RESEARCH DESIGN AND METHODS - Transgenic Cre lines driven by Ins1, Ins2, and Pdx1 promoters were bred to R26R reporter strains. Cre activity was assessed by β-galactosidase or yellow fluorescent protein expression in the pancreas and the brain. Endogenous Pdx1 gene expression was monitored using Pdx1(tm1Cvw) lacZ knock-in mice. Cre expression in β-cells and co-localization of Cre activity with orexin-expressing and leptin-responsive neurons within the brain was assessed by immunohistochemistry.
RESULTS - All transgenic Cre lines examined that used the Ins2 promoter to drive Cre expression showed widespread Cre activity in the brain, whereas Cre lines that used Pdx1 promoter fragments showed more restricted Cre activity primarily within the hypothalamus. Immunohistochemical analysis of the hypothalamus from Tg(Pdx1-cre)(89.1Dam) mice revealed Cre activity in neurons expressing orexin and in neurons activated by leptin. Tg(Ins1-Cre/ERT)(1Lphi) mice were the only line that lacked Cre activity in the brain.
CONCLUSIONS - Cre-mediated gene manipulation using transgenic lines that express Cre under the control of the Ins2 and Pdx1 promoters are likely to alter gene expression in nutrient-sensing neurons. Therefore, data arising from the use of these transgenic Cre lines must be interpreted carefully to assess whether the resultant phenotype is solely attributable to alterations in the islet β-cells.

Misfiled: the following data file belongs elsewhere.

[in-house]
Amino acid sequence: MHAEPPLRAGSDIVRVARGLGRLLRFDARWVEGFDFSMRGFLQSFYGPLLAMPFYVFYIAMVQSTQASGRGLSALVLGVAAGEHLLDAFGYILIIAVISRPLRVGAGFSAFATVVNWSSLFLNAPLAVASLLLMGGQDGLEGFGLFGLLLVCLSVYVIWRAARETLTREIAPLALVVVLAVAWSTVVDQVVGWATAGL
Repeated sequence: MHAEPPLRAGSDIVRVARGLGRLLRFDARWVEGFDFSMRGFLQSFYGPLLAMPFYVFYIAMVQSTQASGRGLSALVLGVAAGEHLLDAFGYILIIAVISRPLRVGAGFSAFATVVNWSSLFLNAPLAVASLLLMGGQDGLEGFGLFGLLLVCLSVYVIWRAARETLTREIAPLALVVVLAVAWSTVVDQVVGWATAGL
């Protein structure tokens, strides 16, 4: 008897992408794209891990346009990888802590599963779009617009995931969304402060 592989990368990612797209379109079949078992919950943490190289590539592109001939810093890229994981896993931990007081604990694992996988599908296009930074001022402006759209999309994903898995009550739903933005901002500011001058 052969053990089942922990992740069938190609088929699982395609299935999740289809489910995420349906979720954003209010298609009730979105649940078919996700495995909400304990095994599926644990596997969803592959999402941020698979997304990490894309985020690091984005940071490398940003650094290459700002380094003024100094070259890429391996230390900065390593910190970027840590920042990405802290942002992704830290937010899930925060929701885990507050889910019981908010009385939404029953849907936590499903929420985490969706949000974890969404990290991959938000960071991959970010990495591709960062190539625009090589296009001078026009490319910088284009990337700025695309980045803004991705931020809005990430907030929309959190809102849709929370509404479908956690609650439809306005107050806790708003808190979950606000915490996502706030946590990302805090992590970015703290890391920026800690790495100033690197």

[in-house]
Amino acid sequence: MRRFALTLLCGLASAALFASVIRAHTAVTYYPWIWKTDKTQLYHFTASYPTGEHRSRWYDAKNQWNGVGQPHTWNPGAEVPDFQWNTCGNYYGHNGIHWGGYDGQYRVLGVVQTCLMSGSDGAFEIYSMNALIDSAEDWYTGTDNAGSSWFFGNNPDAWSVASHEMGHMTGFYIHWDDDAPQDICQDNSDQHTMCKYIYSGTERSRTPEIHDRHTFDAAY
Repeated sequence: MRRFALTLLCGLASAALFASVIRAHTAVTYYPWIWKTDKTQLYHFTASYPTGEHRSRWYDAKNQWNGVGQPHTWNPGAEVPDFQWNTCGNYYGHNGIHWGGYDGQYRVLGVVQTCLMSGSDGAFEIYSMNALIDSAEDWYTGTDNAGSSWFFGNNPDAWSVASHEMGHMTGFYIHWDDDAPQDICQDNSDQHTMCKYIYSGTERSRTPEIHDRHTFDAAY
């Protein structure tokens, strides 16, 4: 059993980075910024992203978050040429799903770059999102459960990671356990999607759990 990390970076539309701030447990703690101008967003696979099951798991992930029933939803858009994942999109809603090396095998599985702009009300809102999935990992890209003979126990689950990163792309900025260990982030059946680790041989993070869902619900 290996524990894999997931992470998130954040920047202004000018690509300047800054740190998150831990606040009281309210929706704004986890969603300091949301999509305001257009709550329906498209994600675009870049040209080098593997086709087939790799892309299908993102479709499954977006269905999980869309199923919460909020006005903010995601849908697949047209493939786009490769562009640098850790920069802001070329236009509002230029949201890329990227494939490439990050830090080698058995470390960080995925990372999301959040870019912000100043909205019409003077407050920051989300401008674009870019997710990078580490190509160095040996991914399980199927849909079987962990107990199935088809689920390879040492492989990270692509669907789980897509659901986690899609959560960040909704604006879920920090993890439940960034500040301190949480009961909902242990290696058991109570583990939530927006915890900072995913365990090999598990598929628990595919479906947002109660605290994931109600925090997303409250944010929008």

PDX-1 regulates transcription of genes involved in islet beta cell function and pancreas development. Islet-specific expression is controlled by 5'-flanking sequences from base pair (bp) -2917 to -1918 in transgenic experiments, which encompasses both conserved (i.e. Area I (bp -2761/-2457), Area II (bp -2153/-1923)) and non-conserved pdx-1 sequences. However, only an Area II-driven transgene is independently active in vivo, albeit in only a fraction of islet PDX-1-producing cells. Our objective was to identify the sequences within the -2917/-1918-bp region that act in conjunction with Area II to allow comprehensive expression in islet PDX-1(+) cells. In cell line-based transfection assays, only Area I effectively potentiated Area II activity. Both Area I and Area II functioned in an orientation-independent manner, whereas synergistic, enhancer-like activation was uniquely found with duplicated Area II. Chimeras of Area II and the generally active SV40 enhancer or the beta cell-specific insulin enhancer suggested that islet cell-enriched activators were necessary for Area I activation, because Area II-mediated stimulation was reduced by the SV40 enhancer and activated by the insulin enhancer. Several conserved sites within Area I were important in Area I/Area II activation, with binding at bp -2614/-2609 specifically controlled by Nkx2.2, an insulin gene regulator that is required for terminal beta cell differentiation. The ability of Area I to modulate Area II activation was also observed in vivo, as an Area I/Area II-driven transgene recapitulated the endogenous pdx-1 expression pattern in developing and adult islet cells. These results suggest that Area II is a central pdx-1 control region, whose islet cell activity is uniquely modified by Area I regulatory factors.